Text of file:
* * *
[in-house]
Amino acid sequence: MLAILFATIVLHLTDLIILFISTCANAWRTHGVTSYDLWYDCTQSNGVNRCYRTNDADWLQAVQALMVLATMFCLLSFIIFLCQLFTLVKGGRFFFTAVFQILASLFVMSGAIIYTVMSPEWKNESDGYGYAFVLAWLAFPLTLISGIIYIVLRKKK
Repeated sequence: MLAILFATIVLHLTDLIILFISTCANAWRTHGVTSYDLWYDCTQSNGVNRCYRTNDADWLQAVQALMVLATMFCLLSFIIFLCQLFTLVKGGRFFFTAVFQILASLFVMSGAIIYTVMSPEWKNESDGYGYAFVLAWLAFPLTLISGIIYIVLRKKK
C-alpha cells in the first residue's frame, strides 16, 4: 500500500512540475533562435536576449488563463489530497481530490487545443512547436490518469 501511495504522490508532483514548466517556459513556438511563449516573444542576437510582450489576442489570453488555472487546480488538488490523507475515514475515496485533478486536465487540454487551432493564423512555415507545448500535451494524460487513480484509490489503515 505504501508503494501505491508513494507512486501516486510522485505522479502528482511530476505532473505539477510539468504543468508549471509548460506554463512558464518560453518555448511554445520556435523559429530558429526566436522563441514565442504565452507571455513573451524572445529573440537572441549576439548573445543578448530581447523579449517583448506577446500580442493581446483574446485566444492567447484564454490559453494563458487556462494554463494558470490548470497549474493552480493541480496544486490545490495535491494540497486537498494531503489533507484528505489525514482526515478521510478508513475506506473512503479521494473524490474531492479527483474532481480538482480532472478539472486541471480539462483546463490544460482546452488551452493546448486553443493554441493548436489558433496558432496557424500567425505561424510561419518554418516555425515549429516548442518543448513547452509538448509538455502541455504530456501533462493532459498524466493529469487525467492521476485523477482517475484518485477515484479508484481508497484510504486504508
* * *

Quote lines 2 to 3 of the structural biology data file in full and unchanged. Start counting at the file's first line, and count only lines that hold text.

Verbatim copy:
Amino acid sequence: MLAILFATIVLHLTDLIILFISTCANAWRTHGVTSYDLWYDCTQSNGVNRCYRTNDADWLQAVQALMVLATMFCLLSFIIFLCQLFTLVKGGRFFFTAVFQILASLFVMSGAIIYTVMSPEWKNESDGYGYAFVLAWLAFPLTLISGIIYIVLRKKK
Repeated sequence: MLAILFATIVLHLTDLIILFISTCANAWRTHGVTSYDLWYDCTQSNGVNRCYRTNDADWLQAVQALMVLATMFCLLSFIIFLCQLFTLVKGGRFFFTAVFQILASLFVMSGAIIYTVMSPEWKNESDGYGYAFVLAWLAFPLTLISGIIYIVLRKKK